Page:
• New genetic links found to rare eye diseaseNew genetic links found to rare eye disease
    An analysis of thousands of genomes from people with and without the rare eye disease known as MacTel has turned up more than a dozen gene variants that are likely causing the condition to develop and worsen for a significant share of patients. Read more »
  • Scientists develop AI platform to assess blood vessel anomalies and eye diseaseScientists develop AI platform to assess blood vessel anomalies and eye disease
    An international team of scientists from Nanyang Technological University, Singapore (NTU Singapore), Brown University and the Massachusetts Institute of Technology (MIT) has developed an artificial intelligence (AI) platform that could one day be used in a system to assess vascular diseases, which are characterized by the abnormal condition of blood vessels. Read more »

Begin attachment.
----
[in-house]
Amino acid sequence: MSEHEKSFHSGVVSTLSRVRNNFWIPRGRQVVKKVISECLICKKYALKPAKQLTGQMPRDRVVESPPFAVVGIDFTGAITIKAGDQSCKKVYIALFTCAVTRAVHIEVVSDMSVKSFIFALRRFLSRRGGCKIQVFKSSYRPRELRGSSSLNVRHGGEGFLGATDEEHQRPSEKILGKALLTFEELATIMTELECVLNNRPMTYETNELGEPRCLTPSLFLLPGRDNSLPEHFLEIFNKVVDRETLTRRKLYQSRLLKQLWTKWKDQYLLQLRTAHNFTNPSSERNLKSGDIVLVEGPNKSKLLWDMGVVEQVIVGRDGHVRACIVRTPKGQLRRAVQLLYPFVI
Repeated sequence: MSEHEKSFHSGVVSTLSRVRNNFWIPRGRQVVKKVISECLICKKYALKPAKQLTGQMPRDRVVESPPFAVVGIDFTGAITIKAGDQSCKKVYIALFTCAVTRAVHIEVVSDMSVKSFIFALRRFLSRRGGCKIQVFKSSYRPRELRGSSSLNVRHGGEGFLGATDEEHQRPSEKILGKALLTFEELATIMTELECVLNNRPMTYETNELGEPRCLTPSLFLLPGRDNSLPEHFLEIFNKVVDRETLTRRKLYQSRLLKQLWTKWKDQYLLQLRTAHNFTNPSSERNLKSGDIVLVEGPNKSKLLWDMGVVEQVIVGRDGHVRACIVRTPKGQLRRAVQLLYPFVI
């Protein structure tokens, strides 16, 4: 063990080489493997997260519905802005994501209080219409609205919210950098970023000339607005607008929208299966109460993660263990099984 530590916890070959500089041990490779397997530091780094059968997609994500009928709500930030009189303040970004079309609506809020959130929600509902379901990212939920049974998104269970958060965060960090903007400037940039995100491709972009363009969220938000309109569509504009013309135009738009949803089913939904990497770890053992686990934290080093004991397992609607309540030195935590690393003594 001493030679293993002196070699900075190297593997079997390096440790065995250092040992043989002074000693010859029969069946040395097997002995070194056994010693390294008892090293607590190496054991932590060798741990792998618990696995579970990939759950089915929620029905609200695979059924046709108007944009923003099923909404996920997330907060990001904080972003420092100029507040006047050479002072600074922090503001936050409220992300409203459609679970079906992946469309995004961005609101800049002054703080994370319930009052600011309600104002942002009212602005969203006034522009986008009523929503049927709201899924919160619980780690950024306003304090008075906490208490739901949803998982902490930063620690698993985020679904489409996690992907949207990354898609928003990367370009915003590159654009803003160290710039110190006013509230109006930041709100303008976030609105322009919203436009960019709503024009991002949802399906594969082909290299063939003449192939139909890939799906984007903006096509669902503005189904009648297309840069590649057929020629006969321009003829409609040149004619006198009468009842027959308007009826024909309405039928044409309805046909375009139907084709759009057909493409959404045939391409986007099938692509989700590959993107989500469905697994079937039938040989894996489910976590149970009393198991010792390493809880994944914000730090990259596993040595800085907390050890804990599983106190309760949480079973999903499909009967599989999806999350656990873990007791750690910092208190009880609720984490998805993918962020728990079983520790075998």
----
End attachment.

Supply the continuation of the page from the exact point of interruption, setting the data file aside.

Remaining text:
• Genetic discovery gives insight into causes of eye diseaseGenetic discovery gives insight into causes of eye disease
    A genetic defect could hold the key to preventing or delaying the onset of a debilitating eye disease that can lead to vision loss and blindness. Read more »
  • Dry eye disease negatively affects physical and mental health as well as visionDry eye disease negatively affects physical and mental health as well as vision
    Patients suffering from dry eye disease symptoms have a lower quality of life compared to those without symptoms, a new study reports. The findings showed that patients with the condition reported negative effects on visual function, their ability to carry out daily activities and their work productivity. Read more »